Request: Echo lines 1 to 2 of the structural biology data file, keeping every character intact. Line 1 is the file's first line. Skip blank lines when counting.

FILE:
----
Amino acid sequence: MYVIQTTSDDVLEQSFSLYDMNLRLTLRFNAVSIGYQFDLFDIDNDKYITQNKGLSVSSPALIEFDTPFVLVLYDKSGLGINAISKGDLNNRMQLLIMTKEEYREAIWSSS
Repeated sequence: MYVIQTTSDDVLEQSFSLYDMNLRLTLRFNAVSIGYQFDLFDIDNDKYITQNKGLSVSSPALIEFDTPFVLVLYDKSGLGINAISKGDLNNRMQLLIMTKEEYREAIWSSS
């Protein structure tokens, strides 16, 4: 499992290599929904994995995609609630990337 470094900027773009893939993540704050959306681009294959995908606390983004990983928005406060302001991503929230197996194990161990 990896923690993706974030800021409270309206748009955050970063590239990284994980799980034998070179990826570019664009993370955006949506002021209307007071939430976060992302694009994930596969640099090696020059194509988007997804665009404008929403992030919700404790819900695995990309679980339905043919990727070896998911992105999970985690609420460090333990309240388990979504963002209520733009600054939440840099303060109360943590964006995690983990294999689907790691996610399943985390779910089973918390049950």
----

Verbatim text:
Amino acid sequence: MYVIQTTSDDVLEQSFSLYDMNLRLTLRFNAVSIGYQFDLFDIDNDKYITQNKGLSVSSPALIEFDTPFVLVLYDKSGLGINAISKGDLNNRMQLLIMTKEEYREAIWSSS
Repeated sequence: MYVIQTTSDDVLEQSFSLYDMNLRLTLRFNAVSIGYQFDLFDIDNDKYITQNKGLSVSSPALIEFDTPFVLVLYDKSGLGINAISKGDLNNRMQLLIMTKEEYREAIWSSS